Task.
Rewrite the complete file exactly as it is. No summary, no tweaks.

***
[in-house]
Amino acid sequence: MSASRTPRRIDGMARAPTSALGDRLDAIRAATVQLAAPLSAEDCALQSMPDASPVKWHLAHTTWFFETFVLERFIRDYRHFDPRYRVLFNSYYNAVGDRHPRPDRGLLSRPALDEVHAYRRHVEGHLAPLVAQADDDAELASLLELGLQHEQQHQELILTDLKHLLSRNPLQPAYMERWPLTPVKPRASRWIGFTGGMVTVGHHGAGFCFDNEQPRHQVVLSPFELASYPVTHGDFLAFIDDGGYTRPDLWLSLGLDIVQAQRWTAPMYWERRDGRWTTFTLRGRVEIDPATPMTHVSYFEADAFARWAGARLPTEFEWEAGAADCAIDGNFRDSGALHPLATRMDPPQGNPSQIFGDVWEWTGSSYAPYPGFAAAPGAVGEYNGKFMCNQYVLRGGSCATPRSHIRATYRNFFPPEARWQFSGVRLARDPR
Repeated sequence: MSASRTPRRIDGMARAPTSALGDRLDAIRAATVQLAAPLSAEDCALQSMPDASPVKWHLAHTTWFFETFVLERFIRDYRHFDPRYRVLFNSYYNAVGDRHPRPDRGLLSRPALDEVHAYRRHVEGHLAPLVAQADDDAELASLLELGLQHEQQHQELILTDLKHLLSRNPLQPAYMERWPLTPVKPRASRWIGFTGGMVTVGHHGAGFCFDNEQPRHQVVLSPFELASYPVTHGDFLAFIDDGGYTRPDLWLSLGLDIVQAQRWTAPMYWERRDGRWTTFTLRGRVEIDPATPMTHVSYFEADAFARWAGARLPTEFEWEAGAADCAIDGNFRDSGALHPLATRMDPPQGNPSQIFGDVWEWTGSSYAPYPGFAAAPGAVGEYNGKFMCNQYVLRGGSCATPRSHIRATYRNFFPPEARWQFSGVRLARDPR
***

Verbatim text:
[in-house]
Amino acid sequence: MSASRTPRRIDGMARAPTSALGDRLDAIRAATVQLAAPLSAEDCALQSMPDASPVKWHLAHTTWFFETFVLERFIRDYRHFDPRYRVLFNSYYNAVGDRHPRPDRGLLSRPALDEVHAYRRHVEGHLAPLVAQADDDAELASLLELGLQHEQQHQELILTDLKHLLSRNPLQPAYMERWPLTPVKPRASRWIGFTGGMVTVGHHGAGFCFDNEQPRHQVVLSPFELASYPVTHGDFLAFIDDGGYTRPDLWLSLGLDIVQAQRWTAPMYWERRDGRWTTFTLRGRVEIDPATPMTHVSYFEADAFARWAGARLPTEFEWEAGAADCAIDGNFRDSGALHPLATRMDPPQGNPSQIFGDVWEWTGSSYAPYPGFAAAPGAVGEYNGKFMCNQYVLRGGSCATPRSHIRATYRNFFPPEARWQFSGVRLARDPR
Repeated sequence: MSASRTPRRIDGMARAPTSALGDRLDAIRAATVQLAAPLSAEDCALQSMPDASPVKWHLAHTTWFFETFVLERFIRDYRHFDPRYRVLFNSYYNAVGDRHPRPDRGLLSRPALDEVHAYRRHVEGHLAPLVAQADDDAELASLLELGLQHEQQHQELILTDLKHLLSRNPLQPAYMERWPLTPVKPRASRWIGFTGGMVTVGHHGAGFCFDNEQPRHQVVLSPFELASYPVTHGDFLAFIDDGGYTRPDLWLSLGLDIVQAQRWTAPMYWERRDGRWTTFTLRGRVEIDPATPMTHVSYFEADAFARWAGARLPTEFEWEAGAADCAIDGNFRDSGALHPLATRMDPPQGNPSQIFGDVWEWTGSSYAPYPGFAAAPGAVGEYNGKFMCNQYVLRGGSCATPRSHIRATYRNFFPPEARWQFSGVRLARDPR